It is becoming increasingly apparent that containerization in general and Kubernetes in particular is forcing a re-evaluation of Java for the development of cloud native applications. Kubernetes is a highly dynamic shared infrastructure that becomes more cost effective as the number of applications a cluster can host grows and the responsiveness to application lifecycle changes improves, like redeployments and scaling up/down. Traditional Java cloud native runtimes have layered new functionality on an existing stack, without really re-thinking the underlying stack itself. This results in larger memory consumption and slower startup times, to the point where organizations are now willing to forgo their deep Java expertise to retrain and retool for Go and Node.js to drive more value out of their large investment in Kubernetes clusters.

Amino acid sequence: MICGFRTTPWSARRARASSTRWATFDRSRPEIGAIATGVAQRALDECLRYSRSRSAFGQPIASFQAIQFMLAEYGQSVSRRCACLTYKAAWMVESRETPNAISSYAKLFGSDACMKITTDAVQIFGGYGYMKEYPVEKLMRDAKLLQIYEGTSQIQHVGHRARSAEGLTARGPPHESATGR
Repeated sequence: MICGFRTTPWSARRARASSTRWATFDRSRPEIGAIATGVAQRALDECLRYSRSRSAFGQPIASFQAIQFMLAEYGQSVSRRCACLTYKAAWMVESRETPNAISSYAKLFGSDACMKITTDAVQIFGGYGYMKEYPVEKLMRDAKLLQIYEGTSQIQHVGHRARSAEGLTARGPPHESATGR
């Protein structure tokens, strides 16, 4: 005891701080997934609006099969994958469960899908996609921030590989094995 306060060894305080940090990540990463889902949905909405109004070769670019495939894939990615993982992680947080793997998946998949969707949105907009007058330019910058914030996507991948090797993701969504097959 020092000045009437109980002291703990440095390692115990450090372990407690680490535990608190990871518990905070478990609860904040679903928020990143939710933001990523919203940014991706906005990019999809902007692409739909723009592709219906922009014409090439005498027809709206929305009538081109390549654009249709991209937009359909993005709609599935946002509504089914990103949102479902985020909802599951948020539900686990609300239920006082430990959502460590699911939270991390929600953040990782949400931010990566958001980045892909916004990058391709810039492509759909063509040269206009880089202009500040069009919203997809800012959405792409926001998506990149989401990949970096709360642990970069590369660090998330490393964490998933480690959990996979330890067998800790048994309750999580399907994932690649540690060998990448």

This is the very problem that Quarkus addresses.
Quarkus is optimized for memory density and rapid startup time. Quarkus applications running on the JVM can deliver nearly twice as many application instances in the same amount of RAM when compared to other cloud native Java stacks, and up to 7x more instances when packaged as a native binary. This is more than simply compiling to a native binary using SubstrateVM (a feature of GraalVM). Quarkus has optimized traditionally “highly dynamic” frameworks for Kubernetes immutable infrastructure, resulting in reduced memory utilization and faster initialization. These optimized and well-documented frameworks, called “extensions”, consist of best of breed and standard APIs. The result is significant improvements in runtime efficiency.
Read more: https://quarkus.io/blog/quarkus-for-spring-developers/